Cyber Security Today, Dec. 6, 2023 – Warnings about Russian-based cyber attacks, and more

Warnings about Russian-based cyber attacks, and more.

Welcome to Cyber Security Today. It’s Wednesday, December 6th, 2023. I’m Howard Solomon, contributing reporter on cybersecurity for and in the U.S.

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Two reports this week warned of the continuing cyber threat from what is believed to be a Russian military intelligence hacking group. It’s going after organizations that use Microsoft Outlook. The group has been dubbed various names by security researchers including TA422, APT28, Forest Blizzard, Fancy Bear and Strontium. According to researchers at Proofpoint, this gang is leveraging a particular unpatched Outlook vulnerability through email attachments. More recently it has also been trying to do the same through a vulnerability in the WinRAR compression utility. Some of the gang’s phishing messages pretend to be links to a Windows update.

Separately, Microsoft and Poland’s Cyber Command gave a similar warning this week about the Outlook exploit, which was patched in March.

More on Russia: Researchers at the Insikt Group issued a report on the latest online misinformation and disinformation tactics used by a Russia-linked group dubbed Doppelganger. Its continuing campaign is aimed at the U.S., Ukraine and Germany. It probably uses generative artificial intelligence applications to create deceptive news articles, the report says. The goal in each country? To erode public trust in government and increase polarization among the public.

The AlphV/BlackCat ransomware gang says it has hacked an accounts payable supplier called Tipalti. Not only is it seeking money from the company, it is also contacting Tipalti customers and threatening to leak their stolen data as an extra way off squeezing money. The crooks say they have been in the Tipalti system since September 8th.

Threat actors are still trying to exploit a critical vulnerability in Adobe ColdFusion web application servers. That’s the word from the U.S. Cybersecurity and Infrastructure Security Agency (CISA). A patch for this vulnerability was issued in March. However, the CISA says recently unidentified attackers successfully compromised two U.S. government servers over the summer. The warning is to U.S. government IT administrators, but it also applies to any organization using ColdFusion.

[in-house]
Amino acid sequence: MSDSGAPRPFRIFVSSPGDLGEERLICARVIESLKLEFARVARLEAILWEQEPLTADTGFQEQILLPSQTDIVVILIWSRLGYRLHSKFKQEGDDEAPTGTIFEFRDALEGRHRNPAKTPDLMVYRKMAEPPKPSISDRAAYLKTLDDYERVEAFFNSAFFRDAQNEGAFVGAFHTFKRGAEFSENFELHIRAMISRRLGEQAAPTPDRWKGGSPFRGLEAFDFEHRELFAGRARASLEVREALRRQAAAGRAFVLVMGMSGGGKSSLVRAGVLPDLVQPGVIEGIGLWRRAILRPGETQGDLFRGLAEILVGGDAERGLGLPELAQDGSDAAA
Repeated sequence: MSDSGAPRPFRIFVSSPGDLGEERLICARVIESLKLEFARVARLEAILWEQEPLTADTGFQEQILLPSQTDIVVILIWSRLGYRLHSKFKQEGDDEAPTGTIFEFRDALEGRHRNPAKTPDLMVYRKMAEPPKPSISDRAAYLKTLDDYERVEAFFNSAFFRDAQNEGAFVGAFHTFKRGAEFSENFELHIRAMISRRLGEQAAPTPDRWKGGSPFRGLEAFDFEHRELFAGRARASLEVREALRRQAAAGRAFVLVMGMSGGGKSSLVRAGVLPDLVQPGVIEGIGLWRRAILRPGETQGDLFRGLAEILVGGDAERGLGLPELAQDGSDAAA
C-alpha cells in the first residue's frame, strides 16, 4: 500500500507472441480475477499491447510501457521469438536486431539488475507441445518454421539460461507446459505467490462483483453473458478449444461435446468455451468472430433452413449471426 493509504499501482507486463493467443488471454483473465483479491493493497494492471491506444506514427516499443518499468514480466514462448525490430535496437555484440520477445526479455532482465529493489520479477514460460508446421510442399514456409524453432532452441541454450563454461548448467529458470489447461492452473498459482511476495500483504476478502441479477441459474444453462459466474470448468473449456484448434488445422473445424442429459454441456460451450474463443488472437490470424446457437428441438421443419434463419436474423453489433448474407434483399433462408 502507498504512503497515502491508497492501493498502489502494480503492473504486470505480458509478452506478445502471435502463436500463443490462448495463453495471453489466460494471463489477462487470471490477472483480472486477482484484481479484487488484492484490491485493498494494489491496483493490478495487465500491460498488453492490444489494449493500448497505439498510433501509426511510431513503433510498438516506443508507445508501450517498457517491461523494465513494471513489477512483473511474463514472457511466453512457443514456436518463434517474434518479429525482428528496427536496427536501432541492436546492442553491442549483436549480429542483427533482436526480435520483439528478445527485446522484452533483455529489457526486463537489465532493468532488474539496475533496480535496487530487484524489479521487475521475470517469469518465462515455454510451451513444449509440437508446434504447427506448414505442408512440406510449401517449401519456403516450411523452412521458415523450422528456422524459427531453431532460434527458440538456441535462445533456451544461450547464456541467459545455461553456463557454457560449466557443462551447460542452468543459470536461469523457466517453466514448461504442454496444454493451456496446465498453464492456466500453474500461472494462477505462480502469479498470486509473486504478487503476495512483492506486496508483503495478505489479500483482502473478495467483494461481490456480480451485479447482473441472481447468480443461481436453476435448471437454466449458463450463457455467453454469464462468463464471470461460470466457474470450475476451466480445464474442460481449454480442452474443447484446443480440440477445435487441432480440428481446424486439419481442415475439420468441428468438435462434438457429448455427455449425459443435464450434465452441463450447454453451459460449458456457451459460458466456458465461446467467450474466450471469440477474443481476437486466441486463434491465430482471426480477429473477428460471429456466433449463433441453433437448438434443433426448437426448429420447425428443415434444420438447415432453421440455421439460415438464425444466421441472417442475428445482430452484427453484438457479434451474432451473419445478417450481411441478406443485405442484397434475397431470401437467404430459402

I’ve reported before on bad Java, Python and other code being plunked into open source repositories like GitHub, NPM, PyPI and others. Often it’s done by taking over the accounts of developers and abusing their abandonded repositories. It’s a technique called repojacking. Now comes a report that thousands of good modules written in the Go language are vulnerable to being taken over. Researchers at VulnCheck discovered more than 15,000 Go repositories of code are vulnerable because if a Go module creator decides to change their username the abandoned name is open to anyone to pickup — including a threat actor. They can then take over the username and any associated modules for malicious use. GitHub offers some, but not enough, protection against this, says the report. Go developers wanting to use other peoples’ modules in their work have to be careful of the modules they download.

Finally, the iPhone’s Lockdown Mode offers users protection to those who have serious security concerns against the smartphone being hacked. However, researchers at Jamf Threat Labs have discovered a way the protection can be bypassed in an already compromised iPhone. Essentially, malware that was installed before the user turns on Lockdown Mode can make the phone owner think the mode has been enabled and they are protected. First, Lockdown Mode shouldn’t be turned on unless you are a potential target, like a reporter, a government official or a corporate executive. No one has been seen yet using this tactic. But remember, turning on Lockdown Mode may not give the automatic protection hoped for. One defence: Make sure your iPhone always installs the latest security patches.

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Jim Love, Chief Content Officer, IT World Canada
Howard Solomon
Howard Solomon
Currently a freelance writer, I'm the former editor of and Computing Canada. An IT journalist since 1997, I've written for several of ITWC's sister publications including and Computer Dealer News. Before that I was a staff reporter at the Calgary Herald and the Brampton (Ont.) Daily Times. I can be reached at hsolomon [@]

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